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MKSWAP(8) System Administration MKSWAP(8)


mkswap - set up a Linux swap area


mkswap [options] device [blocks]

mkswap [options] --size size --file file


mkswap sets up a Linux swap area on a device or in a file.

The device argument will usually be a disk partition (something like /dev/sdb7) but can also be a file. The Linux kernel does not look at partition IDs, but many installation scripts will assume that partitions of hex type 82 (LINUX_SWAP) are meant to be swap partitions. (Warning: Solaris also uses this type. Be careful not to kill your Solaris partitions.)

The blocks parameter is superfluous but retained for backwards compatibility. (It specifies the desired size of the swap area in 1024-byte blocks. mkswap will use the entire partition or file if it is omitted. Specifying it is unwise - a typo may destroy your disk.)

After creating the swap area, you need the swapon(8) command to start using it. Usually swap areas are listed in /etc/fstab so that they can be taken into use at boot time by a swapon -a command in some boot script.


The swap header does not touch the first block. A boot loader or disk label can be there, but it is not a recommended setup. The recommended setup is to use a separate partition for a Linux swap area.

mkswap, like many others mkfs-like utils, erases the first partition block to make any previous filesystem invisible.

However, mkswap refuses to erase the first block on a device with a disk label (SUN, BSD, ...).


-c, --check

Check the device (if it is a block device) for bad blocks before creating the swap area. If any bad blocks are found, the count is printed.

-F, --file

Create a swap file with the appropriate file permissions and populated blocks on disk.

-f, --force

Go ahead even if the command is stupid. This allows the creation of a swap area larger than the file or partition it resides on.

Also, without this option, mkswap will refuse to erase the first block on a device with a partition table.

-q, --quiet

Suppress output and warning messages.

-L, --label label

Specify a label for the device, to allow swapon(8) by label.


Use exclusive BSD lock for device or file it operates. The optional argument mode can be yes, no (or 1 and 0) or nonblock. If the mode argument is omitted, it defaults to yes. This option overwrites environment variable $LOCK_BLOCK_DEVICE. The default is not to use any lock at all, but it’s recommended to avoid collisions with systemd-udevd(8) or other tools.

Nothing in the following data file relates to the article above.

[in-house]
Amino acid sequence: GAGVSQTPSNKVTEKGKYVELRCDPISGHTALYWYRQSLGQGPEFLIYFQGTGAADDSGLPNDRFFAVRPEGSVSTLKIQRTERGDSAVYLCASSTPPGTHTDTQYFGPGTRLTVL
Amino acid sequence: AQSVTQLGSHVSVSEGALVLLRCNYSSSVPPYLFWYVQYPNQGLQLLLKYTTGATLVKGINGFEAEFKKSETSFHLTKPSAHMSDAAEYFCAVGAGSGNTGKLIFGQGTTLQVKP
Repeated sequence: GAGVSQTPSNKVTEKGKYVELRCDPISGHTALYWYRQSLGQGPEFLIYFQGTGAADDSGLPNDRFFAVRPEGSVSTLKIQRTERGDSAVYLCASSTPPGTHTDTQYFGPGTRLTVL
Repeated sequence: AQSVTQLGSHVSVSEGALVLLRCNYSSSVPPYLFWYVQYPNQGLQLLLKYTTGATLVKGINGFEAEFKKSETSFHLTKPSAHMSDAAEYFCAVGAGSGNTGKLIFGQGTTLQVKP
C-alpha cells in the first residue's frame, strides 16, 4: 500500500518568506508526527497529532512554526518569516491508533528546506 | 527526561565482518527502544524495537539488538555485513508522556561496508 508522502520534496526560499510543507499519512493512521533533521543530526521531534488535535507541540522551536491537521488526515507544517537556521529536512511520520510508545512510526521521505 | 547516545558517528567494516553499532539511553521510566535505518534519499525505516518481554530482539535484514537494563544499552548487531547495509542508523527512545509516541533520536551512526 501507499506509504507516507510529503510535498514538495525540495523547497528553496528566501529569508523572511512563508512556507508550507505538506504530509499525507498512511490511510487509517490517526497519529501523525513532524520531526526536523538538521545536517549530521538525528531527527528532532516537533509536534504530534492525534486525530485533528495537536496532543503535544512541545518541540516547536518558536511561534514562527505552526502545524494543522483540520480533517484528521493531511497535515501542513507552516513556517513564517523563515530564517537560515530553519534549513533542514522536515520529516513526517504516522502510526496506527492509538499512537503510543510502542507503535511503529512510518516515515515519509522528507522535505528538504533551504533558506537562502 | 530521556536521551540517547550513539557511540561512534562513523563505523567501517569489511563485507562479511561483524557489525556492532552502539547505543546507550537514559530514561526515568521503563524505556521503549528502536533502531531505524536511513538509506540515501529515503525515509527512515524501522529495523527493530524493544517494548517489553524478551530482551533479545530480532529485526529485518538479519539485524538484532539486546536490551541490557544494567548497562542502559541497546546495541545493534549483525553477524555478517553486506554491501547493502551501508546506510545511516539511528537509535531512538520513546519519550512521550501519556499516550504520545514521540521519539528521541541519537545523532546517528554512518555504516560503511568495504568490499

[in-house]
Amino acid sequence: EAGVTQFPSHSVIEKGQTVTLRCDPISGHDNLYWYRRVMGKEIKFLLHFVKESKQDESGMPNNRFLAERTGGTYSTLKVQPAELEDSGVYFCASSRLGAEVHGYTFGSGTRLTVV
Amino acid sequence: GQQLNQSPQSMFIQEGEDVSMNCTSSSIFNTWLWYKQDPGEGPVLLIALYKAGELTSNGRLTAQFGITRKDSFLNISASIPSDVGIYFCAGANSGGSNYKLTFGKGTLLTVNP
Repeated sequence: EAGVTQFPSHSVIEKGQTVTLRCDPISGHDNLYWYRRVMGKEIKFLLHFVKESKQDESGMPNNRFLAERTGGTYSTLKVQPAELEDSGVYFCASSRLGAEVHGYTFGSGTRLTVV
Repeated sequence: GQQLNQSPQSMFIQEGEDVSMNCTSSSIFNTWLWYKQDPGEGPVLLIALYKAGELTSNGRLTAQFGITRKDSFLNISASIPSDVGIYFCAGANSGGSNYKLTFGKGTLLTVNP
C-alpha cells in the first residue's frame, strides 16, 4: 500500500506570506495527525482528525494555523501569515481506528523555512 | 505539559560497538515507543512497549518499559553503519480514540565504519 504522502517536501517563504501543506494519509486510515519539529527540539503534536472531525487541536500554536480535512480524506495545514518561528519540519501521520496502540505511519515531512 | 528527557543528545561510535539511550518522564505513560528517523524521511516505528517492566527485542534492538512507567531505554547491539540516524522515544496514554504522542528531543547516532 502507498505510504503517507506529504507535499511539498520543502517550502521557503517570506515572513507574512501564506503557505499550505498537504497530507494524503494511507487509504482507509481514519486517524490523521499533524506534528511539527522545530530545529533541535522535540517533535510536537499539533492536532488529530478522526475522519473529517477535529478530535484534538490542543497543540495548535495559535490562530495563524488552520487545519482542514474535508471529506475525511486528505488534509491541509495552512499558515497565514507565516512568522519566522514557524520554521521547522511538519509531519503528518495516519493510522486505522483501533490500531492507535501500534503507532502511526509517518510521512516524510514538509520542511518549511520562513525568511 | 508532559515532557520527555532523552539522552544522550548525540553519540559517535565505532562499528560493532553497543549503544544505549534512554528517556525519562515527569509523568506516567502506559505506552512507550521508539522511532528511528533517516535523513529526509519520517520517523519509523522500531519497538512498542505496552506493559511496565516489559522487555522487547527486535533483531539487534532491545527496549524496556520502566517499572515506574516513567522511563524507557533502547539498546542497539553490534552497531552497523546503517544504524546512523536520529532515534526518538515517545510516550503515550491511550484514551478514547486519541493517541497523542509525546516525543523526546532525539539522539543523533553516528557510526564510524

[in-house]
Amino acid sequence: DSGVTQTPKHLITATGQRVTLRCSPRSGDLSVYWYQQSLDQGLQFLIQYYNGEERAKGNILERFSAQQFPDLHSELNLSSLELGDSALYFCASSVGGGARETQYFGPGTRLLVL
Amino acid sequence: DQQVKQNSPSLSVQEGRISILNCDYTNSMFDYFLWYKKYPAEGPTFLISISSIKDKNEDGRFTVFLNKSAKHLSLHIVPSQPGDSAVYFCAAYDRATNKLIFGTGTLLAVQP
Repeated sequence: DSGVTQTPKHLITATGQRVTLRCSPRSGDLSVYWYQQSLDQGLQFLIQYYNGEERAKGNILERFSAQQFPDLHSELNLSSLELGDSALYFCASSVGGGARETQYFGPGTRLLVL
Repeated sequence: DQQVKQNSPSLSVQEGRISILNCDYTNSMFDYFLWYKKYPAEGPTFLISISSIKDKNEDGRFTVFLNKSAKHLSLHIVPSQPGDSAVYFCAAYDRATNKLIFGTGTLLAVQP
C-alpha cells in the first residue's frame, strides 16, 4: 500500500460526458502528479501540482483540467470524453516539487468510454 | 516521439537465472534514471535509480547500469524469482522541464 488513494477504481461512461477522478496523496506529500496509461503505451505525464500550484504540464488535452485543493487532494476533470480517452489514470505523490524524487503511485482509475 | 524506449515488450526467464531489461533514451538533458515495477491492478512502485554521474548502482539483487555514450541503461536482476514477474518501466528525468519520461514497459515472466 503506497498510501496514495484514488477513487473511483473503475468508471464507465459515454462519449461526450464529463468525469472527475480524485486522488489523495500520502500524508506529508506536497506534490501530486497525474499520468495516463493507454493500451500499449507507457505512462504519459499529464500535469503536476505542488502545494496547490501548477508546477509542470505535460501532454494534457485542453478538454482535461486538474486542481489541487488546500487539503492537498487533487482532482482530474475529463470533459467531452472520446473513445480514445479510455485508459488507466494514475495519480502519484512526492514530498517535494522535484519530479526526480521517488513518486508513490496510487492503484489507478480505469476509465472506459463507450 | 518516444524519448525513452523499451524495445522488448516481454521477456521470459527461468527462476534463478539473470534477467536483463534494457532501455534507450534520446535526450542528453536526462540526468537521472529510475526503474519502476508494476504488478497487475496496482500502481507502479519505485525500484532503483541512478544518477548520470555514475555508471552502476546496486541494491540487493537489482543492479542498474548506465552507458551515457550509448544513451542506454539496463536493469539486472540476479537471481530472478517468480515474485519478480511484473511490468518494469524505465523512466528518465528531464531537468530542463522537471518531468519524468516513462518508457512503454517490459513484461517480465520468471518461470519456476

-p, --pagesize size

Specify the page size (in bytes) to use. This option is usually unnecessary; mkswap reads the size from the kernel.

-U, --uuid UUID

Specify the UUID to use. The default is to generate a UUID. The format of the UUID is a series of hex digits separated by hyphens, like this: "c1b9d5a2-f162-11cf-9ece-0020afc76f16". The UUID parameter may also be one of the following:


clear the filesystem UUID


generate a new randomly-generated UUID


generate a new time-based UUID

-e, --endianness ENDIANNESS

Specify the ENDIANNESS to use, valid arguments are native, little or big. The default is native.

-o, --offset offset

Specify the offset to write the swap area to.

-s, --size size

Specify the size of the created swap file in bytes and may be followed by a multiplicative suffix: KiB (=1024), MiB (=1024*1024), and so on for GiB, TiB, PiB, EiB, ZiB and YiB (the "iB" is optional, e.g., "K" has the same meaning as "KiB"). If the file exists and is larger than size, it will be truncated to this size. This option only makes sense when used with --file.

-v, --swapversion 1

Specify the swap-space version. (This option is currently pointless, as the old -v 0 option has become obsolete and now only -v 1 is supported. The kernel has not supported v0 swap-space format since 2.5.22 (June 2002). The new version v1 is supported since 2.1.117 (August 1998).)


Verbose execution. With this option mkswap will output more details about detected problems during swap area set up.

-h, --help

Display help text and exit.

-V, --version

Print version and exit.



enables libblkid debug output.


use exclusive BSD lock. The mode is "1" or "0". See --lock for more details.


The maximum useful size of a swap area depends on the architecture and the kernel version.

The maximum number of the pages that is possible to address by swap area header is 4294967295 (32-bit unsigned int). The remaining space on the swap device is ignored.

Presently, Linux allows 32 swap areas. The areas in use can be seen in the file /proc/swaps.

mkswap refuses areas smaller than 10 pages.

If you don’t know the page size that your machine uses, you can look it up with getconf PAGESIZE.

Aside from mkswap --file, it is also possible to create the swapfile manually before initializing it with mkswap, e.g. using a command like

# dd if=/dev/zero of=swapfile bs=1MiB count=$((8*1024))

to create 8GiB swapfile.

In such a case, please read notes from swapon(8) about the swap file use restrictions (holes, preallocation and copy-on-write issues).


fdisk(8), swapon(8)


For bug reports, use the issue tracker at <>.


The mkswap command is part of the util-linux package which can be downloaded from Linux Kernel Archive <>.

2024-05-28 util-linux 2.40.2